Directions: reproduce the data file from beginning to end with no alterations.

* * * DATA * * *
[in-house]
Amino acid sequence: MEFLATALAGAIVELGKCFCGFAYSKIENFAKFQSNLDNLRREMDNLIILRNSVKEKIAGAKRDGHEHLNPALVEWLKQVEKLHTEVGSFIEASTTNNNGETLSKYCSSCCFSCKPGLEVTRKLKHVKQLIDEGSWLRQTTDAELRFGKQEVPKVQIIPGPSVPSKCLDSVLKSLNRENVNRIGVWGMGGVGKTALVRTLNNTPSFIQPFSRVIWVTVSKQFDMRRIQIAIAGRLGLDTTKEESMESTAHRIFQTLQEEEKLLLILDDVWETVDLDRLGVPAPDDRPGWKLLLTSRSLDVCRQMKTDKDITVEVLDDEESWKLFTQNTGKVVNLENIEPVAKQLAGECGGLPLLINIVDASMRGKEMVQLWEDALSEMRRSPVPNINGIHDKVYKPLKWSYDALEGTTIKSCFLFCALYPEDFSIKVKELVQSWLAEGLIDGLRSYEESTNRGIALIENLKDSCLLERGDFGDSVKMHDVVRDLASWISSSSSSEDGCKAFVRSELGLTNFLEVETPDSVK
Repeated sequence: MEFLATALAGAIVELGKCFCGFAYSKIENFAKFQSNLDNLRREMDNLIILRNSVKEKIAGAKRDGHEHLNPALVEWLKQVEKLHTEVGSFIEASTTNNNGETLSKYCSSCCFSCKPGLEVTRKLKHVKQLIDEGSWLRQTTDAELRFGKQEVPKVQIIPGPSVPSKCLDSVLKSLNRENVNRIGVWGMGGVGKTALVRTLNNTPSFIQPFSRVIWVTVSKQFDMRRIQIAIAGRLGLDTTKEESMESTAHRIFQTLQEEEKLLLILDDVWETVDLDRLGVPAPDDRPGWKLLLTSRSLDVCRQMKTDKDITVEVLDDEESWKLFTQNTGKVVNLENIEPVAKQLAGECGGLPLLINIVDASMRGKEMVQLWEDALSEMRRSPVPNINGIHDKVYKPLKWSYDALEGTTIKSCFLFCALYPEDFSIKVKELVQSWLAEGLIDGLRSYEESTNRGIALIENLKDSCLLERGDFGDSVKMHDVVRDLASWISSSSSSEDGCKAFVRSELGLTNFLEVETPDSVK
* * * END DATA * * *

[in-house]
Amino acid sequence: MEFLATALAGAIVELGKCFCGFAYSKIENFAKFQSNLDNLRREMDNLIILRNSVKEKIAGAKRDGHEHLNPALVEWLKQVEKLHTEVGSFIEASTTNNNGETLSKYCSSCCFSCKPGLEVTRKLKHVKQLIDEGSWLRQTTDAELRFGKQEVPKVQIIPGPSVPSKCLDSVLKSLNRENVNRIGVWGMGGVGKTALVRTLNNTPSFIQPFSRVIWVTVSKQFDMRRIQIAIAGRLGLDTTKEESMESTAHRIFQTLQEEEKLLLILDDVWETVDLDRLGVPAPDDRPGWKLLLTSRSLDVCRQMKTDKDITVEVLDDEESWKLFTQNTGKVVNLENIEPVAKQLAGECGGLPLLINIVDASMRGKEMVQLWEDALSEMRRSPVPNINGIHDKVYKPLKWSYDALEGTTIKSCFLFCALYPEDFSIKVKELVQSWLAEGLIDGLRSYEESTNRGIALIENLKDSCLLERGDFGDSVKMHDVVRDLASWISSSSSSEDGCKAFVRSELGLTNFLEVETPDSVK
Repeated sequence: MEFLATALAGAIVELGKCFCGFAYSKIENFAKFQSNLDNLRREMDNLIILRNSVKEKIAGAKRDGHEHLNPALVEWLKQVEKLHTEVGSFIEASTTNNNGETLSKYCSSCCFSCKPGLEVTRKLKHVKQLIDEGSWLRQTTDAELRFGKQEVPKVQIIPGPSVPSKCLDSVLKSLNRENVNRIGVWGMGGVGKTALVRTLNNTPSFIQPFSRVIWVTVSKQFDMRRIQIAIAGRLGLDTTKEESMESTAHRIFQTLQEEEKLLLILDDVWETVDLDRLGVPAPDDRPGWKLLLTSRSLDVCRQMKTDKDITVEVLDDEESWKLFTQNTGKVVNLENIEPVAKQLAGECGGLPLLINIVDASMRGKEMVQLWEDALSEMRRSPVPNINGIHDKVYKPLKWSYDALEGTTIKSCFLFCALYPEDFSIKVKELVQSWLAEGLIDGLRSYEESTNRGIALIENLKDSCLLERGDFGDSVKMHDVVRDLASWISSSSSSEDGCKAFVRSELGLTNFLEVETPDSVK